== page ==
Private Profits and Public Health: Does Advertising of Smoking Cessation Products Encourage Smokers to Quit?
AbstractWe study the impact of smoking cessation product advertising. To measure potential exposure, we link survey data on magazine-reading habits and smoking behavior with an archive of print advertisements. We find that smokers who are exposed to more advertising are more likely to attempt to quit and to successfully quit. While some increased quitting involves product purchases, we find that product advertisements also prompt cold turkey quitting. Identifying the causal impact of advertising is difficult because advertisers target consumers. Although reverse causality could bias our estimates upward, our baseline results are not sensitive to a series of checks.
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Bibliographic InfoArticle provided by University of Chicago Press in its journal Journal of Political Economy.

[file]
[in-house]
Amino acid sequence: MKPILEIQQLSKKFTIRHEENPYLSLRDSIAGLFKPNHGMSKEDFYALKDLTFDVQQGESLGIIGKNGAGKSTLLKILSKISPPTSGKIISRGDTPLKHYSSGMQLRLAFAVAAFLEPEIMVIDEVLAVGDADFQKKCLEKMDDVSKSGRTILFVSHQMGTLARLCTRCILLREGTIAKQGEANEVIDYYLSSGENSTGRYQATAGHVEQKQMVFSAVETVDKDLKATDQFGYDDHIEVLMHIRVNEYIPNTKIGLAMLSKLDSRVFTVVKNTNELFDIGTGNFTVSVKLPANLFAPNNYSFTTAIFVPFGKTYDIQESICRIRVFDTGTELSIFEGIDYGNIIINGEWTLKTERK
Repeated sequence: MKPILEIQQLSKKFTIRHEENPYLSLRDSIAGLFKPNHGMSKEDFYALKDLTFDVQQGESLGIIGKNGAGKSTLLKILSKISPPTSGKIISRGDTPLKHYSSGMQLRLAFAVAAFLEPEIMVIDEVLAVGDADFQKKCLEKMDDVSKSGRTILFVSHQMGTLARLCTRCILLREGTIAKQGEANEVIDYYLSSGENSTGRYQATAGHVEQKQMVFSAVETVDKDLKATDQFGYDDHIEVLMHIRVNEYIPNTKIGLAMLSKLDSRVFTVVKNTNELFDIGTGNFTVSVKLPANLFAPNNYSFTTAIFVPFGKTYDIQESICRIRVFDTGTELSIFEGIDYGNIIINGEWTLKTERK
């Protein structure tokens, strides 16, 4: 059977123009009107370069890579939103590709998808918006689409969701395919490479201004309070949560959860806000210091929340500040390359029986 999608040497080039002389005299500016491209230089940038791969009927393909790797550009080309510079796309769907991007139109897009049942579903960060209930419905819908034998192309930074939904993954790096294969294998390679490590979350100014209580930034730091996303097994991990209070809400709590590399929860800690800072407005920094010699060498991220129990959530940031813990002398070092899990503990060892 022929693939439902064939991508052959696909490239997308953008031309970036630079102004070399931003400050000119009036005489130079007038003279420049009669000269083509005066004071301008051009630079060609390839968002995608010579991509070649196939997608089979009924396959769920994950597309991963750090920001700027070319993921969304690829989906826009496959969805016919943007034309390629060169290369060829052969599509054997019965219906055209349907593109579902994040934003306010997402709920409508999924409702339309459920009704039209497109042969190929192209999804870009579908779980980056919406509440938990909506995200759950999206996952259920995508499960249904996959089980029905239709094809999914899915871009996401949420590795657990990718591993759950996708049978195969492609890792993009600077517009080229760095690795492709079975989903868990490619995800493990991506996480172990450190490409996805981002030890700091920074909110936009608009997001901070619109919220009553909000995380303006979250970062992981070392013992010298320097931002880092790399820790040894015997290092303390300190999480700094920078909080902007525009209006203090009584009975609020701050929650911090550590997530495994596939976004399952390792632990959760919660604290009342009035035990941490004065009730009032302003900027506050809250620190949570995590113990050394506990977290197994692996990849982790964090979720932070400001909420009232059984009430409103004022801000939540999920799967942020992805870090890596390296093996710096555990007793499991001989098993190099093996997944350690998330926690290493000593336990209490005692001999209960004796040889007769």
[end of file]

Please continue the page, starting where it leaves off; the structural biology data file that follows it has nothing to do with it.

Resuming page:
Volume (Year): 115 (2007)
Issue (Month): ()
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Web page: http://www.journals.uchicago.edu/JPE/
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- Avery, Rosemary J. & Eisenberg, Matthew D. & Simon, Kosali I., 2012. "The impact of direct-to-consumer television and magazine advertising on antidepressant use," Journal of Health Economics, Elsevier, vol. 31(5), pages 705-718.
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